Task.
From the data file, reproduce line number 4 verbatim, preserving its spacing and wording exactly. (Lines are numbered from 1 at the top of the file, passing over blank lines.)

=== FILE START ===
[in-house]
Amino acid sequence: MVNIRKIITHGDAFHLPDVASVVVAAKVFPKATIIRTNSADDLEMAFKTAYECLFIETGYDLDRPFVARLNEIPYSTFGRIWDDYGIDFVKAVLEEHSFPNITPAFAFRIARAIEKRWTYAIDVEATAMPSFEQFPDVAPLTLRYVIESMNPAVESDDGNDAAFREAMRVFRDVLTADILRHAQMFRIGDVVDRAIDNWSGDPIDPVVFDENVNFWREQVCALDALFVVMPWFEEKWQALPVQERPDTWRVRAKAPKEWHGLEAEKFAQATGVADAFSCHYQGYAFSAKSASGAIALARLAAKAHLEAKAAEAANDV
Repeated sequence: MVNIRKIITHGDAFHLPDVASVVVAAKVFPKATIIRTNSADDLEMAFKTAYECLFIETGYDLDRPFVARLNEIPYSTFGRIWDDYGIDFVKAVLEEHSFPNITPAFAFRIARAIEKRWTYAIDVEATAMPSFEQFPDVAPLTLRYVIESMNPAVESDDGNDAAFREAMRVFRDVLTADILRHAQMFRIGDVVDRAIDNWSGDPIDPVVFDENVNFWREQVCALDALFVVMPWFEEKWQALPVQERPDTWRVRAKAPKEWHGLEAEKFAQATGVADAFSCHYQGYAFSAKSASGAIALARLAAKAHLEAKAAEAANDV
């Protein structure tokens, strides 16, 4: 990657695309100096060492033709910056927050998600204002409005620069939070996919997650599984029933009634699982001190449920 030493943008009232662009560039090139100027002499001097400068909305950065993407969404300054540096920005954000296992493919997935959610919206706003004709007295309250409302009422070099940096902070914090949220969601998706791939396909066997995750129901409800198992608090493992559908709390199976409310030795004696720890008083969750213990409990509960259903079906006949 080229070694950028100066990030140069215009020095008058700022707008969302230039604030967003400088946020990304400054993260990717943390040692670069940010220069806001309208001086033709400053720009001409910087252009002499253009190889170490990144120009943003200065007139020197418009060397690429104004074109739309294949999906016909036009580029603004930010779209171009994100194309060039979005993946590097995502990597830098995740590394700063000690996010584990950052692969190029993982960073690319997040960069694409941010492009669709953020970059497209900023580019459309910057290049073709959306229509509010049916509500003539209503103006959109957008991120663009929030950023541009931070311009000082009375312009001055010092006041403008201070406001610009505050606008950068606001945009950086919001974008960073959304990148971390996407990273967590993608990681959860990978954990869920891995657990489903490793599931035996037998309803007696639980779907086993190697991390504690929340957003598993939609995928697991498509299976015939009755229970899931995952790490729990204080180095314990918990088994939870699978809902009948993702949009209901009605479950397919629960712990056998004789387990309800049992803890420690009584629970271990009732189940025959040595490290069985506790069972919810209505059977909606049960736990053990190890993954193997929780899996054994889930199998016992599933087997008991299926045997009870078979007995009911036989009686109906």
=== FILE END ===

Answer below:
């Protein structure tokens, strides 16, 4: 990657695309100096060492033709910056927050998600204002409005620069939070996919997650599984029933009634699982001190449920 030493943008009232662009560039090139100027002499001097400068909305950065993407969404300054540096920005954000296992493919997935959610919206706003004709007295309250409302009422070099940096902070914090949220969601998706791939396909066997995750129901409800198992608090493992559908709390199976409310030795004696720890008083969750213990409990509960259903079906006949 080229070694950028100066990030140069215009020095008058700022707008969302230039604030967003400088946020990304400054993260990717943390040692670069940010220069806001309208001086033709400053720009001409910087252009002499253009190889170490990144120009943003200065007139020197418009060397690429104004074109739309294949999906016909036009580029603004930010779209171009994100194309060039979005993946590097995502990597830098995740590394700063000690996010584990950052692969190029993982960073690319997040960069694409941010492009669709953020970059497209900023580019459309910057290049073709959306229509509010049916509500003539209503103006959109957008991120663009929030950023541009931070311009000082009375312009001055010092006041403008201070406001610009505050606008950068606001945009950086919001974008960073959304990148971390996407990273967590993608990681959860990978954990869920891995657990489903490793599931035996037998309803007696639980779907086993190697991390504690929340957003598993939609995928697991498509299976015939009755229970899931995952790490729990204080180095314990918990088994939870699978809902009948993702949009209901009605479950397919629960712990056998004789387990309800049992803890420690009584629970271990009732189940025959040595490290069985506790069972919810209505059977909606049960736990053990190890993954193997929780899996054994889930199998016992599933087997008991299926045997009870078979007995009911036989009686109906």